Inverts We Wish We Could Have: Coleman’s Urchin Shrimp, Periclimenes colemani

by | Apr 1, 2017 | Invertebrates | 0 comments

Coleman's Urchin Shrimp

Pair of Coleman’s Urchin Shrimp (Periclimenes colemani) on Asthenosoma sp. urchin.
Photo by Randi Ang

In today’s edition of “Inverts We Wish We Could Have” we find ourselves craving the Coleman’s Urchin Shrimp, Periclimenes colemani. The Coleman’s Urchin Shrimp is a supremely striking little shrimp found in the Indo-Pacific region around the Philippines and south towards Indonesia and Australia, at around 1-12 meters deep.  They have bright white bodies covered in deep red spots and stripes, and have long, thin arms with small pointed claws. Coleman’s Urchin Shrimp are obligate symbionts, typically found in pairs, only living on certain species of sea urchins such as Asthenosoma intermedium and Asthenosoma varium. They are very tiny shrimp, typically measuring about 20 millimeters long with females being larger than males and having a much more round and stout abdomen.

Coleman's Urchin Shrimp

A male Coleman’s Urchin Shrimp (Periclimenes colemani) on Asthenosoma sp. urchin.
Photo by Rickard Zerpe

Coleman’s Urchin Shrimp have evolved to have coloration and patterning that matches their normal host urchins. This is important for allowing them to blend in, helping them avoid visual detection by predators. However, if they are found by a predator, their second line of defense is the venomous spines of the host urchin which can inflict a nasty sting to would-be attackers. The shrimp reside on an area of the urchin’s test (shell) which is cleared of spines, presumably by the shrimp themselves – it is theorized that the shrimp clear an area of the host urchin’s spines, but the behavior of clearing the spines has not been observed. Coleman’s Urchin Shrimp have been found to remain on the same area, devoid of spines, for long periods of time without moving from their chosen position. They have not been found to harm or help the host in any way, indicating that their relationship is an example of commensalism. The shrimp likely feed on any foods that happen to pass them by, potentially feeding on some of the host urchin’s scraps.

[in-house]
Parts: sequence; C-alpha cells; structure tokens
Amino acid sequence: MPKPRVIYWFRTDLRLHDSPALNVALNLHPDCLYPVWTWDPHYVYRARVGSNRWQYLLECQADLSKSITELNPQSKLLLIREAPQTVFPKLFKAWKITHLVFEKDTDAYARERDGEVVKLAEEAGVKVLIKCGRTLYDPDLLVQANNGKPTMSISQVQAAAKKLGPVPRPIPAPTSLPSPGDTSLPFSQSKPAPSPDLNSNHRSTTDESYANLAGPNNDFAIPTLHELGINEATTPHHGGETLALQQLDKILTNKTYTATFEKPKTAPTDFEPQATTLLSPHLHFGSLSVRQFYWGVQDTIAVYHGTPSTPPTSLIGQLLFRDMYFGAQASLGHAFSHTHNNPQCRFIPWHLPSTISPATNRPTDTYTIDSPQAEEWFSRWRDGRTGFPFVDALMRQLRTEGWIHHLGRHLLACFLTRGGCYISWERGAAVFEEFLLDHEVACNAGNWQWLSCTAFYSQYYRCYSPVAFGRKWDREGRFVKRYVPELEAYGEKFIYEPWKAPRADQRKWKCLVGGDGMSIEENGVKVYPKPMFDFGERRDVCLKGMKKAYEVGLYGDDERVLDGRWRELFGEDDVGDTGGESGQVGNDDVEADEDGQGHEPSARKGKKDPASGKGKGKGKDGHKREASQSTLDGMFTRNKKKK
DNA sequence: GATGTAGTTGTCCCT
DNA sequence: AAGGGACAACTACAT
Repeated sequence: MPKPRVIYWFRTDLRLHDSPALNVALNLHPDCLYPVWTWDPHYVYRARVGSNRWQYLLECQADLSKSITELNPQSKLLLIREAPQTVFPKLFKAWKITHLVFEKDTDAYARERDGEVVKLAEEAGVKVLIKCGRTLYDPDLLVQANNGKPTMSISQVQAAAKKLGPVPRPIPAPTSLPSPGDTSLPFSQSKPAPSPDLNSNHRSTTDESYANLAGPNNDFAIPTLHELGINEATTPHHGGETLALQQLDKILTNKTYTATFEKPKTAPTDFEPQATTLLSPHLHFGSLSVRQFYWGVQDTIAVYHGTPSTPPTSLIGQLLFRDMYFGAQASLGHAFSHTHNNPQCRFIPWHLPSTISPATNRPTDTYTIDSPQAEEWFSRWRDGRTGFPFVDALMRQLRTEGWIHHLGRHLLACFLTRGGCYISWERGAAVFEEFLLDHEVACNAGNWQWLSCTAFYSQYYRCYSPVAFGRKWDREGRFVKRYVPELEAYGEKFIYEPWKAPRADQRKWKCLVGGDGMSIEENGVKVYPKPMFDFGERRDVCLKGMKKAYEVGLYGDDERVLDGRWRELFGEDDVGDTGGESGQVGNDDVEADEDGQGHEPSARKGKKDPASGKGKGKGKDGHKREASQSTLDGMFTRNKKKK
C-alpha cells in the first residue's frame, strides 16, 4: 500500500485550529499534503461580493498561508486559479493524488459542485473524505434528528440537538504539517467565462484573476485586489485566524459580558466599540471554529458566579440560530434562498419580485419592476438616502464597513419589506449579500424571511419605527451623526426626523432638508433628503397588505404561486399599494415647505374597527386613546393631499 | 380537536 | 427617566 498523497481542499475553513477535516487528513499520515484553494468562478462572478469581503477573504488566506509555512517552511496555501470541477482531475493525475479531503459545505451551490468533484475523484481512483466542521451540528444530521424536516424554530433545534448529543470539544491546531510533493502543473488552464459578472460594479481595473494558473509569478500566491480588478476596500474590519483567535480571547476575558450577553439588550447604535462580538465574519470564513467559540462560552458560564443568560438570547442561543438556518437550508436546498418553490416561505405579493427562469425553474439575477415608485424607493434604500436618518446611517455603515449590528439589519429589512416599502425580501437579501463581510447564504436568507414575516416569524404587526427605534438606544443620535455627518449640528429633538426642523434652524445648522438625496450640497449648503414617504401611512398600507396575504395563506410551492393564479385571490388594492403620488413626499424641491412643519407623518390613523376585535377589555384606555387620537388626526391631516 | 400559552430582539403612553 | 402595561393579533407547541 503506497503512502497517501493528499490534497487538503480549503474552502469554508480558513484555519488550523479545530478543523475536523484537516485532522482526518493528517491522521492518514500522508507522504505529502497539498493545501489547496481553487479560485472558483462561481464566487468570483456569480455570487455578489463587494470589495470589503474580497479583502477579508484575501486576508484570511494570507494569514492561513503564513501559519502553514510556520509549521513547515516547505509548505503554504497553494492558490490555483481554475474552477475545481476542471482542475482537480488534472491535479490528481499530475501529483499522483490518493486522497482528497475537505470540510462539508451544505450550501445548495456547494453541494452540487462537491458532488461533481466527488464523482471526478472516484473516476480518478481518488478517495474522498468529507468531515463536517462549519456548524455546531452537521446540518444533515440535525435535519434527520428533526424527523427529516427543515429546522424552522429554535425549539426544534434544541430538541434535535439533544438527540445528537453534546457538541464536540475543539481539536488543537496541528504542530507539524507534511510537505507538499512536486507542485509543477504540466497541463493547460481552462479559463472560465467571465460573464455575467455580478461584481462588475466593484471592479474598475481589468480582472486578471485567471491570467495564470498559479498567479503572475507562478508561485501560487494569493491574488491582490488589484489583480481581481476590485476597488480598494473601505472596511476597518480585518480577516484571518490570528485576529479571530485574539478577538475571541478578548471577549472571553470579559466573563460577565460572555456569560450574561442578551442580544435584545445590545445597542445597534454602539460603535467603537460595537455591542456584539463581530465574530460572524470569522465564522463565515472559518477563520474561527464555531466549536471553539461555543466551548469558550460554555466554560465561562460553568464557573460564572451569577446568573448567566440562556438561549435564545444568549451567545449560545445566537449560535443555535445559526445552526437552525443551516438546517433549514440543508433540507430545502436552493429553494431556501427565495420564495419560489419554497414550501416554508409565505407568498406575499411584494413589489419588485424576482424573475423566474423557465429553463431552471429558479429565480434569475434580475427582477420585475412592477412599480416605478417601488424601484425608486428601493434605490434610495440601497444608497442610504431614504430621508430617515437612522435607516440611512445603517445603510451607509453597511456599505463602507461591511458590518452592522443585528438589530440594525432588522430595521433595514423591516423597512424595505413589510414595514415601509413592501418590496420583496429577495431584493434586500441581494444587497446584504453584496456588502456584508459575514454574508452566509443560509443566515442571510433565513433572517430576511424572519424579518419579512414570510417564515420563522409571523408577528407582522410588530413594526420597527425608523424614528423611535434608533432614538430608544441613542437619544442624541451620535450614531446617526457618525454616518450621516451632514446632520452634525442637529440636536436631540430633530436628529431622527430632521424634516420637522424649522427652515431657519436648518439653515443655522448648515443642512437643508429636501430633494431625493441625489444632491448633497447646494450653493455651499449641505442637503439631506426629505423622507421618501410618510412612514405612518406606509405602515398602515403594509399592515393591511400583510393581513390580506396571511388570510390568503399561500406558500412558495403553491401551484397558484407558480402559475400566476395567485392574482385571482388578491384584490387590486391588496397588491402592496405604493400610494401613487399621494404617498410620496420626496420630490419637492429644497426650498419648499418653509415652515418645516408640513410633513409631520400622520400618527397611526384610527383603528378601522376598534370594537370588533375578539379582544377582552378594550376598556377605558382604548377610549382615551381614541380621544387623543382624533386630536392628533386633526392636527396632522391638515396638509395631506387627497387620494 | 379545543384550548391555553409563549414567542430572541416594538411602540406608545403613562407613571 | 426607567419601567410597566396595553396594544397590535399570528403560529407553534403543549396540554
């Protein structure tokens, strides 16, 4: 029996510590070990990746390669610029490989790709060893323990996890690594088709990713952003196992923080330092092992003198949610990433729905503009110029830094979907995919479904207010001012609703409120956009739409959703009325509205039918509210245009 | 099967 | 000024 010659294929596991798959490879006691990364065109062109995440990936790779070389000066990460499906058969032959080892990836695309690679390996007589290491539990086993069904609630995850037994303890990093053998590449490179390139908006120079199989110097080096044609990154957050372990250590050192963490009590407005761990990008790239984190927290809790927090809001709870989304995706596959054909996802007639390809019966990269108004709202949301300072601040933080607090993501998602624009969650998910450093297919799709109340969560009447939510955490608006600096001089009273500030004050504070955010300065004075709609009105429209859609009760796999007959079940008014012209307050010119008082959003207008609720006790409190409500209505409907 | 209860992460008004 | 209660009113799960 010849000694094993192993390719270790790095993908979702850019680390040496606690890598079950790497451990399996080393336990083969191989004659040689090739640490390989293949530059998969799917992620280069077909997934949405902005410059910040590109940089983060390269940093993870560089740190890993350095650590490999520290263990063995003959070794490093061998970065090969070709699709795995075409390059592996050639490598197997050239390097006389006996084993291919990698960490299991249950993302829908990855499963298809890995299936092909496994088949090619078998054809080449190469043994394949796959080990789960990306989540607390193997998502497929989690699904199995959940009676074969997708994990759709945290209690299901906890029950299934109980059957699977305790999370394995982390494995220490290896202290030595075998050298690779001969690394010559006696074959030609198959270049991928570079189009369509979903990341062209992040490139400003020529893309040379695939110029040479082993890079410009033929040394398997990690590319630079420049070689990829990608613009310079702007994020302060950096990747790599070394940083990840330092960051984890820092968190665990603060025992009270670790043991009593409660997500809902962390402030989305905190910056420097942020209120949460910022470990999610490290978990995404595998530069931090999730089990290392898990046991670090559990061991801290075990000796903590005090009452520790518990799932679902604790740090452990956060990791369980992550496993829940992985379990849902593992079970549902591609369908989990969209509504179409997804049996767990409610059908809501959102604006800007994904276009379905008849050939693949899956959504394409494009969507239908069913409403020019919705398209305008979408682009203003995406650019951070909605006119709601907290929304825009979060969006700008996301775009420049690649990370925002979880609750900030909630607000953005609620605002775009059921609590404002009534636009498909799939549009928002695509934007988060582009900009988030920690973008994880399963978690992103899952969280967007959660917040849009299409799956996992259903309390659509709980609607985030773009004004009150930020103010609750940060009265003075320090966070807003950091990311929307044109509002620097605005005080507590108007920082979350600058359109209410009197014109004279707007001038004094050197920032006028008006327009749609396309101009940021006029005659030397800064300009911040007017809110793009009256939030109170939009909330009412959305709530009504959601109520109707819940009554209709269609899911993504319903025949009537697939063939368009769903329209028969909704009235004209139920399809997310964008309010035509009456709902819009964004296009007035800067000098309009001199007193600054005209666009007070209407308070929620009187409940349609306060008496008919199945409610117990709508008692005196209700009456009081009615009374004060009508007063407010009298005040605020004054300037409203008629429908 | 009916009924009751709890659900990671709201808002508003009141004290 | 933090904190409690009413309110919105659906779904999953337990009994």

Coleman's Urchin Shrimp

Close-up view of a female Coleman’s Urchin Shrimp (Periclimenes colemani)
Photo by Randi Ang

Coleman’s Urchin Shrimp are another invert that we will just have to dream about because they are not collected for the aquarium trade and are not suitable for aquarium life. They are extremely tiny and would only be able to survive if provided with the proper species of venomous sea urchin. There is also a concern that in the process of being shipped and introduced to an aquarium, the shrimp could become stressed and leave the safety of their host leading to predation. It is not currently known exactly what Coleman’s Urchin Shrimp eat and aquarists may be unable to provide them with proper nutrients. As with many symbiotic marine species, Coleman’s Urchin Shrimp are highly sought-after subjects for underwater photographers and recreational divers and it is through those avenues that we may continue to enjoy this species in its natural habitat.

Coleman's Urchin Shrimp

Pair of Coleman’s Urchin Shrimp (Periclimenes colemani) on Asthenosoma sp. urchin.
Photo by Randi Ang


Bruce, A. J. 1975. Periclimener colemani sp. nov., a New Shrimp Associate of a Rare Sea Urchin From Heron Island, Queensland (Decapoda Natantia, Pontoniinae). Records of the Australian Museum, 29, no. 18: 485-502

Chace, Fenner A., Jr., and A. J. Bruce. 1993. The Caridean Shrimps (Crustacea: Decapoda) of the Albatross Philippine Expedition 1907-1910, pt. 6: Superfamily Palaemonoidea. Smithsonian Contributions to Zoology, no. 543

  • Gordon Greenley

    Gordon Greenley is a marine ornamental fish and invertebrate breeder who also specializes in nano fish, shrimp, ornamental macroalgae, and non-photosynthetic coral husbandry.


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